A Toothy Experience: Don’t Miss Megalodon

Megalodon is back at the Florida Museum of Natural History in Gainesville! If you’re an Oakmont resident who’s never heard of such a thing, don’t miss your opportunity to see it.

Megalodon is the world’s largest shark — a long-extinct prehistoric species — but fossils, artifacts and evolving research keep its presence alive.Megalodon Exhibit Image from the Florida Museum of Natural History This namesake Megalodon exhibit originated at the Florida Museum of Natural History in 2008, and has spent the past 12 years touring North America.

Now, it’s back home for a few months, with fresh components and scientific updates. The Megalodon display features plenty of thrills, chills and gee-whiz learnings. So head to the Museum, which is located only minutes east of Oakmont, on the University of Florida campus.

But don’t delay — Megalodon only runs through January 10, 2021. Then it undoubtedly will hit the road again to dispense more thrills, chills and gee-whiz learnings elsewhere.

Here why you and yours should take advantage of this toothy experience.

First, where to find it

The Florida Museum of Natural History is part of the University of Florida Cultural Plaza — super-close for Oakmont residents.

Exit Oakmont’s main entrance on Southwest 24th Avenue, then go south on Parker Road. Head east on Archer Road (also State Road 24). Pass Interstate 75. Go approximately one mile and turn left on Southwest 34th Street. Next, turn right on Hull Road. The University of Florida Cultural Plaza is on your right. Click here for directions to the museum.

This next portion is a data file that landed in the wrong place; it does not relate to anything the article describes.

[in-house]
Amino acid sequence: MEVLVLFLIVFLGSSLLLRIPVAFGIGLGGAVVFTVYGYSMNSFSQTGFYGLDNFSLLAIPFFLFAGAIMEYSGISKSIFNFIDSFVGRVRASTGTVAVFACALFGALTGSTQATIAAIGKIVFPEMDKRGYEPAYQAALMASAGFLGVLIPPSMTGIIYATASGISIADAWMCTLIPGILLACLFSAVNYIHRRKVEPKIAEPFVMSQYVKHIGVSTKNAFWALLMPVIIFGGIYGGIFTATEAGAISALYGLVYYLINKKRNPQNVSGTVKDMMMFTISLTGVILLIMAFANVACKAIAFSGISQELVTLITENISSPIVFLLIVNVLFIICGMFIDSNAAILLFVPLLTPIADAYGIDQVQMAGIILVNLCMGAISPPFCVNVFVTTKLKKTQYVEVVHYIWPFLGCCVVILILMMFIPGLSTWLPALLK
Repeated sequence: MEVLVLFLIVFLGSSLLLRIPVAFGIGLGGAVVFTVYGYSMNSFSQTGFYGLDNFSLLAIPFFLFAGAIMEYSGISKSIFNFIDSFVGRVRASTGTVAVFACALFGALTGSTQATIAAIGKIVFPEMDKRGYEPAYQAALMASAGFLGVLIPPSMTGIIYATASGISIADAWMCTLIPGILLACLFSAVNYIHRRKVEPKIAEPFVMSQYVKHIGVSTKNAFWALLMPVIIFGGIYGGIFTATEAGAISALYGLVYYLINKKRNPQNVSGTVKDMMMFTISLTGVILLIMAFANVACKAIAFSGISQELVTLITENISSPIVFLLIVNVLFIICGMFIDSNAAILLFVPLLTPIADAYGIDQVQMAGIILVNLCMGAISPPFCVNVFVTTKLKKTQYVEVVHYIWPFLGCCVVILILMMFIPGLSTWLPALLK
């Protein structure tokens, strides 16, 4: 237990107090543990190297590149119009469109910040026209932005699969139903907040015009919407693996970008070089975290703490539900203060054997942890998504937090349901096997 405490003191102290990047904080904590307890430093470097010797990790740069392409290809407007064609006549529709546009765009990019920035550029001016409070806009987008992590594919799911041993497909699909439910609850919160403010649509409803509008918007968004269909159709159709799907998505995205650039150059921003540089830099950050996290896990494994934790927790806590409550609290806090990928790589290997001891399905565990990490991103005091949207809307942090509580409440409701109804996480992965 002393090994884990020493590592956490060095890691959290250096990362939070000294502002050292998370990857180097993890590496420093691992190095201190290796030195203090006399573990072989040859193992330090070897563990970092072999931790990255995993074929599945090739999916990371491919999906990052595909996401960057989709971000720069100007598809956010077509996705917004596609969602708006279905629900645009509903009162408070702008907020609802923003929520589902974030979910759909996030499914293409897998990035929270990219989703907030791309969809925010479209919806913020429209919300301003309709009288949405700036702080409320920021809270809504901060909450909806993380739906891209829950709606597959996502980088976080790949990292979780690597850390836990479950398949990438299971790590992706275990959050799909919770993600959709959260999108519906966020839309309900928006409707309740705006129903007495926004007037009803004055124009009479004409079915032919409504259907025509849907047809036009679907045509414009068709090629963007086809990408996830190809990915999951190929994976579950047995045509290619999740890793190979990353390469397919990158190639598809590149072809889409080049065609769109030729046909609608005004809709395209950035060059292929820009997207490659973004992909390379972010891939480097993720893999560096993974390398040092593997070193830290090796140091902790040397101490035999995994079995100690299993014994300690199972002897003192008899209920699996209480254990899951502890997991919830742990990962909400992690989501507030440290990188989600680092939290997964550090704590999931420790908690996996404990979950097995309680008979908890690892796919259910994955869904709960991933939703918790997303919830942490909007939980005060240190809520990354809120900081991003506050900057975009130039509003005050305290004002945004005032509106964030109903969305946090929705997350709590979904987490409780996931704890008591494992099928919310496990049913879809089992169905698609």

At this writing, the Museum of Natural History is open 10 a.m., until 5 p.m., Monday through Saturday and 1-5 p.m., on Sunday. Adult tickets for Megalodon are $8. Children’s tickets (ages 3 to 17) are $5.50.

Be awed by Megalodon

The phrase “world’s largest shark” becomes real when you come face-to-face with one. Enter the exhibit by walking through the real-life-sized jaws and skeletal replica of a 60-foot Megalodon.

These massive eating machines — known as apex predators — represented the top of the oceanic food chain millions of years ago. As you walk through the Florida Museum of Natural history’s Megalodon, you’ll examine infographics, display cases and other booths that describe the Megalodon and science’s growing knowledge of it.

You’ll see (giant!) fossilized Megalodon teeth discovered around the world, full-scale models of other ancient and modern sharks, and a photo-worthy exhibit of different sizes of shark jaws.

Don’t miss the stacked tuna cans — you might wonder why those are in a museum — but this batch approximates a typical Megalodon meal — 2,500 pounds. When you learn Megalodon feasted on whales, among other prey, you’ll understand that its average of 276 teeth came in handy. And that tuna might have assumed snack status!

More on Megalodon

The Florida Museum of Natural History is renowned for its ongoing shark research. Catch up on the latest as you peruse the exhibit.

Intrigued by Megalodon? Don’t miss the museum’s permanent Florida Fossils exhibit.

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